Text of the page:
RANDOMIZED CONTROLLED TRIAL
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Informed consent for cardiac procedures: deficiencies in patient comprehension with current methods.

BACKGROUND: Patients who undergo cardiac catheterization or percutaneous coronary intervention (PCI) often have a poor understanding of their disease and of related therapeutic risks, benefits, and alternatives. This pilot study was undertaken to compare the effectiveness of 2 preprocedural educational approaches to enhance patients' knowledge of standard consent elements.

METHODS: Patients undergoing first-time elective, outpatient cardiac catheterization and possible PCI were randomly assigned to a scripted verbal or written consent process (group I) or a web-based, audiovisual presentation (group II). Preconsent and postconsent questionnaires were administered to evaluate changes in patients' self-reported understanding of standard consent elements.

RESULTS: One hundred and two patients enrolled at a single institution completed the pre- and postconsent surveys (group I=48; group II=54). Changes in patient comprehension rates were similar between groups for risk and benefit consent elements, but group II had significantly greater improvement in the identification of treatment alternatives than group I (p=0.028). Independent of intervention, correct identification of all risks and alternatives increased significantly after consent (p<0.05); 4 of 5 queried risks were correctly identified by greater than 90% of respondents. However, misperceptions of benefits persisted after consent; increased survival and prevention of future myocardial infarction were identified as PCI-related benefits by 83% and 46% of respondents, respectively.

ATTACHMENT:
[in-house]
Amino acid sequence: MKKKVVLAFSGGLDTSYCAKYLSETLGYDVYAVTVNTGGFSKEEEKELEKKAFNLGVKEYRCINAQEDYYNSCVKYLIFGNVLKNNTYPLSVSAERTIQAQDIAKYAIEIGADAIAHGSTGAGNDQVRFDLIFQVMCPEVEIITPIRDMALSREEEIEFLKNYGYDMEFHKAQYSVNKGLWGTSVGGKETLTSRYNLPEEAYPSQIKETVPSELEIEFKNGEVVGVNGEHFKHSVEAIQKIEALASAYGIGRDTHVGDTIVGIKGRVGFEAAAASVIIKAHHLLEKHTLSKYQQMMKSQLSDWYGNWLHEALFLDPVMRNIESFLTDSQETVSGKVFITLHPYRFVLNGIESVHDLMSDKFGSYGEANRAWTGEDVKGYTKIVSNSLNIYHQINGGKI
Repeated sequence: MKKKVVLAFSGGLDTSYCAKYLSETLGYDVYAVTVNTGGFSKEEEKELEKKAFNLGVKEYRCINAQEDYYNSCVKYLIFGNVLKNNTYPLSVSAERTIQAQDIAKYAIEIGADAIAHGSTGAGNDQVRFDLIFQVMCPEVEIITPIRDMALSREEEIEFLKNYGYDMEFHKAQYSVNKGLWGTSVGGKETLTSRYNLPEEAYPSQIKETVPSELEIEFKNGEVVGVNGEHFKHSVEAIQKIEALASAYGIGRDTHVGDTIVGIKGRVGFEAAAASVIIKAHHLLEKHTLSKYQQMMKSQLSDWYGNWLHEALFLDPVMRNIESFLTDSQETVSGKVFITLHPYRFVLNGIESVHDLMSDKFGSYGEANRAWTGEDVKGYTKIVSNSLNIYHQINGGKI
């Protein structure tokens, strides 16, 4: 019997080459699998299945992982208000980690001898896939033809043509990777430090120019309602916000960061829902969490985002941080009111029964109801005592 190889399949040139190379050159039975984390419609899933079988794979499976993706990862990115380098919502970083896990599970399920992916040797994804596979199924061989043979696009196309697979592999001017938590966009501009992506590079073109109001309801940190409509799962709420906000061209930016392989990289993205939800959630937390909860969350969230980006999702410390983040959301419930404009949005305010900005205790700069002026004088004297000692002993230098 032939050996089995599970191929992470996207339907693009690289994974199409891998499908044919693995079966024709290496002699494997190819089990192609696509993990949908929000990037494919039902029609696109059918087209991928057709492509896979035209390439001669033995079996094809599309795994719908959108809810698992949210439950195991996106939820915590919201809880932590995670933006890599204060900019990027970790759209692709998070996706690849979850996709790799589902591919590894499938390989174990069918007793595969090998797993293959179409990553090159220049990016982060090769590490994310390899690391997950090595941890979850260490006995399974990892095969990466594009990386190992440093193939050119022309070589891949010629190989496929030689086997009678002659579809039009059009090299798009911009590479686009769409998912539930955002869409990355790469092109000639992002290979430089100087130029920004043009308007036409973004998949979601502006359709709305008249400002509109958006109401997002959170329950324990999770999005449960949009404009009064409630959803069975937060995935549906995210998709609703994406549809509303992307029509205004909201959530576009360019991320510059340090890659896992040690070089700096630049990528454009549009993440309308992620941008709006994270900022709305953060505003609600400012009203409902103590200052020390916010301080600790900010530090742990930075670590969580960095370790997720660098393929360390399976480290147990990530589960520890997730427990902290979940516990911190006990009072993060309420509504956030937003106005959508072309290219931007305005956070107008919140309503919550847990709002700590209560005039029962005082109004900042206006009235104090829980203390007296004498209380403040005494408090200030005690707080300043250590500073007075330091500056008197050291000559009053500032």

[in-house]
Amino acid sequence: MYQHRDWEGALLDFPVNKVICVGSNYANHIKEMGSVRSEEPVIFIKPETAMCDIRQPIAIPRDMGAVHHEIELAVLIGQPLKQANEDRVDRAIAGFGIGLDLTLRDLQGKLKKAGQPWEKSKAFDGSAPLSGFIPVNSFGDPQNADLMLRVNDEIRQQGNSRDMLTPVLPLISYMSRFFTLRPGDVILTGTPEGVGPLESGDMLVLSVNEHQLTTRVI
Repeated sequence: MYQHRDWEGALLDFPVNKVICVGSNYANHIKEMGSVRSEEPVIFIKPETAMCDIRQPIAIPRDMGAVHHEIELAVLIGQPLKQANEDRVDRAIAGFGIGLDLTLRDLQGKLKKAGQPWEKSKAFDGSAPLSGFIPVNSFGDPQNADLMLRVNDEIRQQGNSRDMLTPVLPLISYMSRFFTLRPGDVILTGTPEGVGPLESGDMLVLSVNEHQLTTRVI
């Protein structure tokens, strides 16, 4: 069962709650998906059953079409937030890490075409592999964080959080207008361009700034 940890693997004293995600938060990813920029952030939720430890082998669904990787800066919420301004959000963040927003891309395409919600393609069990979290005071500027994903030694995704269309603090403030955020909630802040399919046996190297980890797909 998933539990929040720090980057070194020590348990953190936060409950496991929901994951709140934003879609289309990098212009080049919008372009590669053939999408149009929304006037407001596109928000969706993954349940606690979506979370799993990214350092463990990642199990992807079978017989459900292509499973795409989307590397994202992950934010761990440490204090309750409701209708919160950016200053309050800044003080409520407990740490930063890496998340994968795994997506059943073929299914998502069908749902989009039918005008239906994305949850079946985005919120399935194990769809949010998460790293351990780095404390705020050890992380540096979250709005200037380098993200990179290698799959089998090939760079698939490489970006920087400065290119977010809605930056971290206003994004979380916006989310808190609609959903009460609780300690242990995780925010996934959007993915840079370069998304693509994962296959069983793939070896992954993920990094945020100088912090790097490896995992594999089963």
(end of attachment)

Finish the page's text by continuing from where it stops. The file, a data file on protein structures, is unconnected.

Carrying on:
CONCLUSIONS: Although both scripted verbal and audiovisual informed consent improved patient comprehension, important patient misperceptions regarding PCI-related outcomes and alternatives persist, independent of informed consent approach, and considerable challenges still exist in educating patients about contemplated medical procedures. Future research appears warranted to improve patient comprehension.

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